Many factors influenced the creation of Slovak music and dance styles, including the nature of the country, the way of life, the distance from major cities, conventions in the clans and villages, movement of the population, and the customs and needs of the community. It was also significantly influenced by gifted individuals and composers who originated from the general population.
Most Slovak dances had a vocal accompaniment. Otherwise, the most common musical accompaniments were bagpipes, violin, bass and flute. Slovak folk dances are characterised by their vigorous temperament and a certain degree of creative freedom. Most dances are performed without holding the partner but standing in a free position next to him or her, with hands at the side. The fast turns, steps and twirling movements lend variety and a unique flair to the graceful choreographic structures.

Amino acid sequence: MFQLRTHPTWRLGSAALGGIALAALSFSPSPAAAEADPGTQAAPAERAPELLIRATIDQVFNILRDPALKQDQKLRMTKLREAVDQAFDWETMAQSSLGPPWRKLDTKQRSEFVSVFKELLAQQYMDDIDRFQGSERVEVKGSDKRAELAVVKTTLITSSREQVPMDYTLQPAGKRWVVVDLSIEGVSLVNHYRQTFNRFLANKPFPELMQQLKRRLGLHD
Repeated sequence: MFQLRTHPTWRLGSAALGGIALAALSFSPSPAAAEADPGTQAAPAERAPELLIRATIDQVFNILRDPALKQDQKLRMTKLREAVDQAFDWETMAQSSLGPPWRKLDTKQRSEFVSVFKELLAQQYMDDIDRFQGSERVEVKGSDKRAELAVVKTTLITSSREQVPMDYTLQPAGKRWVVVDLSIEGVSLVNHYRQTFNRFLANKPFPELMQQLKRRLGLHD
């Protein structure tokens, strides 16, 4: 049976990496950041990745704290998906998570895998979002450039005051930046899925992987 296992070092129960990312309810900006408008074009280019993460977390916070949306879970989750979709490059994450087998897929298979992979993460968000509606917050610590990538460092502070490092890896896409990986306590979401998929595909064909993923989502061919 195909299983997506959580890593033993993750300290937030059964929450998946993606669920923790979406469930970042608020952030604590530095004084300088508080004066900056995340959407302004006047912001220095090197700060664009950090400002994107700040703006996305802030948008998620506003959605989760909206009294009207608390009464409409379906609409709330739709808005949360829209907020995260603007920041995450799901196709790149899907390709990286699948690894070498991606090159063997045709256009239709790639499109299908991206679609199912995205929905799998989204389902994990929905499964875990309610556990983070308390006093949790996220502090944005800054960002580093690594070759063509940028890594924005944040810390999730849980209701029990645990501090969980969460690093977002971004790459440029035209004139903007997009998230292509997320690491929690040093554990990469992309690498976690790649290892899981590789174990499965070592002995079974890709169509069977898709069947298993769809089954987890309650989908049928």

During the 20th century, traditional dances were at risk of dying out. After World War II, folk dancing became an art form with its own scene. Folk dance groups were gradually established which preserved the traditional dances on a professional level. Today, there are more than a hundred folk dance groups in Slovakia. Traditional choreography is based around the celebrations of the year and includes traditional songs and spoken texts relating to the particular holiday.